Izabella was far too kind in her discussion of the paper and didn't comment on a few sites who linked to it uncritically.
Even if you stipulate that the author's conclusions are correct, the study ended in 2007!
Since the Great Recession, I'd contend that robotics are different in many ways and their applications are so different from six years ago that the paper has little value beyond the historical.
Ya gotta watch those endpoints.
Our headline was used back in February when we first saw this International Federation of Robotics-commissioned Metra Martech study. Here's more.
From Everything Robotic, April 9, 2013:
Do Industrial Robots Really Have A Positive Impact On Employment?
Do industrial robots really have a positive impact on employment? Of course they do and there are over 50 years of data proving that to be the case.I said in the first post:
There are at least 350,000 people directly employed by and in the industrial robotics industry. However, industrial robots are not made in the U.S.; they are made in Japan, Korea and Europe, consequently more than half of those 350,000 jobs are offshore.
There are ancillary providers of components, software and other services for robots and installations but these jobs are hard to quantify. In general manufacturing there are known multipliers but in robotics, there is no known formula to extrapolate just how many jobs in these ancillary businesses are attributable to robotics.
The deployment of robots into a factory situation involves even more complex computations and assumptions -- which is why the International Federation of Robotics (IFR) commissioned the UK-based research firm Metra Martech in 2009 to figure out how to compute the effect on jobs of the deployment of industrial robots.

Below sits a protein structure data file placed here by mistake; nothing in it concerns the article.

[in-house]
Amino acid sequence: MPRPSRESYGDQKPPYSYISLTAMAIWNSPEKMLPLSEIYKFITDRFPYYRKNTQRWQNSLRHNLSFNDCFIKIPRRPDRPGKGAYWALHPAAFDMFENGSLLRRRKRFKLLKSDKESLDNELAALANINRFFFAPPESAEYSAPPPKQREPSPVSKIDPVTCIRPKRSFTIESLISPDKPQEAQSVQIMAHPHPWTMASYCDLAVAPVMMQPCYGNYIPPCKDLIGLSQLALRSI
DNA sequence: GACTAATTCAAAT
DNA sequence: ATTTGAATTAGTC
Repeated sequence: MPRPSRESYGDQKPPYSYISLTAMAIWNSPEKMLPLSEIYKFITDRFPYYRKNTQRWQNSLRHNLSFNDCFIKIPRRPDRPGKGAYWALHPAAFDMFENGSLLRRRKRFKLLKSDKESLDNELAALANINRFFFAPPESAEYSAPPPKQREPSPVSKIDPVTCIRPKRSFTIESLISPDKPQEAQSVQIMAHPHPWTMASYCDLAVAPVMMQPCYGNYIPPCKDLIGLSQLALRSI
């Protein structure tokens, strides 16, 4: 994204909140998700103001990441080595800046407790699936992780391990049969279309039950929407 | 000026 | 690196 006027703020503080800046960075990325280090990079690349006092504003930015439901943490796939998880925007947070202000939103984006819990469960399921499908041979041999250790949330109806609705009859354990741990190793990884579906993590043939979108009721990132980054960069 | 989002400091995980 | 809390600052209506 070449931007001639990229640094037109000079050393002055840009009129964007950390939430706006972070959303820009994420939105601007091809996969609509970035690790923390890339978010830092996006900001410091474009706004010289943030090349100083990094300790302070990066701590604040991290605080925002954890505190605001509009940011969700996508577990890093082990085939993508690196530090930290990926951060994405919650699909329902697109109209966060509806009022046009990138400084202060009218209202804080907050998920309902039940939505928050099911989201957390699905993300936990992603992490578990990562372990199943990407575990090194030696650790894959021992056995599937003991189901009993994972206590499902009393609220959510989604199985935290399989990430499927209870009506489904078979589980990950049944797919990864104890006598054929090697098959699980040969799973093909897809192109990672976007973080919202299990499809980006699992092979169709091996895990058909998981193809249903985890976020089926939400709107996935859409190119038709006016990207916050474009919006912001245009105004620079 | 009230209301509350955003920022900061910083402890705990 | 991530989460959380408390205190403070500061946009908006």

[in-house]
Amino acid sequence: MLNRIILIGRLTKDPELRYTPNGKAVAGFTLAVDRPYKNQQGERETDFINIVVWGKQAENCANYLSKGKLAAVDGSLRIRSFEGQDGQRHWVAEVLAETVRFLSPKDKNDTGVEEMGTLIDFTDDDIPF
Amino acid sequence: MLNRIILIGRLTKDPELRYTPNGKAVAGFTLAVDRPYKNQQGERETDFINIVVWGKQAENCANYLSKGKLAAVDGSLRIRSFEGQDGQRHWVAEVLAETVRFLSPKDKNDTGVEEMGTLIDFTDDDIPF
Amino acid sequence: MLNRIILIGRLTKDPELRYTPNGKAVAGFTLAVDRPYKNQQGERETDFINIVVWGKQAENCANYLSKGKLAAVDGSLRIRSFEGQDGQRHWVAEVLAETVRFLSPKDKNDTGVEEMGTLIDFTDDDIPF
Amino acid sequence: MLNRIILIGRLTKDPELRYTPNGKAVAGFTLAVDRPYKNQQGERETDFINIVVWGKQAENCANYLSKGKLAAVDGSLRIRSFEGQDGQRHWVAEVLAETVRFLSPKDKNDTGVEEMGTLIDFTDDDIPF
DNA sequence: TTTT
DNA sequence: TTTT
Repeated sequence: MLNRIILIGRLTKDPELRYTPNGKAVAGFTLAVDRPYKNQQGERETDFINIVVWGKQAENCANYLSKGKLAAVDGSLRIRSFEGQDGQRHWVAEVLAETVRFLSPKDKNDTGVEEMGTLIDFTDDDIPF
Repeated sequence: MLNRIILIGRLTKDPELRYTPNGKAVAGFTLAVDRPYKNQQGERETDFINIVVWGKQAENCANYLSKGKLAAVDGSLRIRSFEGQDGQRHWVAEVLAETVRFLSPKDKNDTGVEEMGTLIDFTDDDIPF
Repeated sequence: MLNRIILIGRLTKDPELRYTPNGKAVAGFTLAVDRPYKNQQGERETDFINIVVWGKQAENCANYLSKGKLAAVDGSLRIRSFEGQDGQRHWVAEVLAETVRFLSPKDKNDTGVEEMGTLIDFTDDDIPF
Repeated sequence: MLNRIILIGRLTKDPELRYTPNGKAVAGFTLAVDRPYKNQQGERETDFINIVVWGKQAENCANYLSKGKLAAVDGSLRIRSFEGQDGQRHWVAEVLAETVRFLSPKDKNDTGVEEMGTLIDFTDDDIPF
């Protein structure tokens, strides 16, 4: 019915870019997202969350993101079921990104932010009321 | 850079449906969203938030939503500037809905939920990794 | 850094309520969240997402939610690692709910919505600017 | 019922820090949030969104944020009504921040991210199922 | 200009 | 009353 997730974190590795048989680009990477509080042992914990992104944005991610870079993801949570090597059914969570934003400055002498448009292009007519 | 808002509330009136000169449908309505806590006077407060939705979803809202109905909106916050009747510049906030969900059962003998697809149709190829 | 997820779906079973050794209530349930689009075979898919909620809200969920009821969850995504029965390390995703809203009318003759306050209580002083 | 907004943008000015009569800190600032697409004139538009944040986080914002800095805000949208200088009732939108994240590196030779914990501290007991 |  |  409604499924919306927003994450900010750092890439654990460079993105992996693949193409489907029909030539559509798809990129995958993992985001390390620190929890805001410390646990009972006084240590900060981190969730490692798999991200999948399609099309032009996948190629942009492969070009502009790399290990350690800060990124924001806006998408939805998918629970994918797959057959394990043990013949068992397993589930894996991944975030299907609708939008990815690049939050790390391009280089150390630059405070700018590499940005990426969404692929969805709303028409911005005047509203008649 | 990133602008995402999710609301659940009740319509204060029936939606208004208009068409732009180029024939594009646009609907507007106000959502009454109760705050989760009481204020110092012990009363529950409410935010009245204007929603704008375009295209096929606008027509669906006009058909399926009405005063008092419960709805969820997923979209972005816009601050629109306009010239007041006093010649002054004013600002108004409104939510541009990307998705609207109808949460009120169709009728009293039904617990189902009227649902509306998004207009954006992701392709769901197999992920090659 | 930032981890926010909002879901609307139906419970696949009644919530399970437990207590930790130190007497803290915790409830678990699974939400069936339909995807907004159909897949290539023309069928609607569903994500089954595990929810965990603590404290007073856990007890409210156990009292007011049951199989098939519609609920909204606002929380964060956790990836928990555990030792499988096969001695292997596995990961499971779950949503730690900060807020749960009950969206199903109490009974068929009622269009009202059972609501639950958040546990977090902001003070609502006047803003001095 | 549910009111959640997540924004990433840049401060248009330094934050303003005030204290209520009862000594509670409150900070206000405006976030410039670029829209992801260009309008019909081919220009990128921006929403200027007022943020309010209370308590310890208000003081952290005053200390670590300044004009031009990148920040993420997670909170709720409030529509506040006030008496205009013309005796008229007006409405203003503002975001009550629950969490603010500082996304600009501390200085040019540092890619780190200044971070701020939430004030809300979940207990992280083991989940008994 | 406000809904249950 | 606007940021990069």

The IFR annually collects, reports on shipments and sales, computes robots at work (versus idle or abandoned), and makes five-year sales and deployment projections of industrial and service robots worldwide. They summarize their data into two comprehensive books: World Robotics Industrial Robots 2012 and World Robotics Service Robots 2012 reflecting data for 2011. The 2013 books covering 2012 data will be available later this year.
Original Metra Martech Report:Metra Martech's original report was delivered in February, 2011. It concluded that they had determined a job-creation ratio of 3.6 jobs for every robot deployed and that with more robots, fewer jobs are lost. That's why Germany, with hourly rates almost 50% higher than in the U.S., has remained globally competitive: they have twice as many robots per 10,000 workers as do Americans.
Their research claimed that 3 million jobs were created in factories where accuracy and consistency could not be achieved without robots; and another 300,000 jobs were created where poor working conditions were overcome by the use of robots.
Much has happened during and since 2008, the unfortunate base year for that report, which is why the IFR re-commissioned Metra Martech in 2012 to update their findings for more recent data.
Robots, Robotics and the 2013 Metra Martech Report:Early this year CBS News 60 Minutes aired a segment asking but not answering the question: Are robots hurting job growth? Much criticism from robotics industry professionals followed and included an International Federation of Robotics CEO press conference where an abstract of the updated version of the Metra Martech report was presented. Under the banner Robots Create Jobs, they cited the following reasons why they opposed the CBS 60 Minutes piece and why robotics really does create jobs...MUCH MORE
It might just be me but the 2008 endpoint seems a bit dodgy and then there's the whole correlation ≠ causation thing.I'll have more later, in the meantime you have to watch those endpoints.